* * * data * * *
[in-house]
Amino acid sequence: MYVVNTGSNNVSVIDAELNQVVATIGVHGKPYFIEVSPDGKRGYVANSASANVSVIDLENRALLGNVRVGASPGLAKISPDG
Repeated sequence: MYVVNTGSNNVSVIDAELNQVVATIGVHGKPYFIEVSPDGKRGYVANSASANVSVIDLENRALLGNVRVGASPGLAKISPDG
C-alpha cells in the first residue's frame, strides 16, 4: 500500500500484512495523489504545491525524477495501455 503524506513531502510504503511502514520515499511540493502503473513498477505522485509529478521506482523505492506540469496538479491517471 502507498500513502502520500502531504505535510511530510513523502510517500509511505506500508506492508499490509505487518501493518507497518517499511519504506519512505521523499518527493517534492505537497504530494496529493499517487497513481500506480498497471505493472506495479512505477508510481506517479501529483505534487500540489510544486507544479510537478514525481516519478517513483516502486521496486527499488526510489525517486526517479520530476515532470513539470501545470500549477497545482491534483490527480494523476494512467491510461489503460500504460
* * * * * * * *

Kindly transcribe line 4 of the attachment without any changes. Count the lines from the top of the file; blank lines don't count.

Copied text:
C-alpha cells in the first residue's frame, strides 16, 4: 500500500500484512495523489504545491525524477495501455 503524506513531502510504503511502514520515499511540493502503473513498477505522485509529478521506482523505492506540469496538479491517471 502507498500513502502520500502531504505535510511530510513523502510517500509511505506500508506492508499490509505487518501493518507497518517499511519504506519512505521523499518527493517534492505537497504530494496529493499517487497513481500506480498497471505493472506495479512505477508510481506517479501529483505534487500540489510544486507544479510537478514525481516519478517513483516502486521496486527499488526510489525517486526517479520530476515532470513539470501545470500549477497545482491534483490527480494523476494512467491510461489503460500504460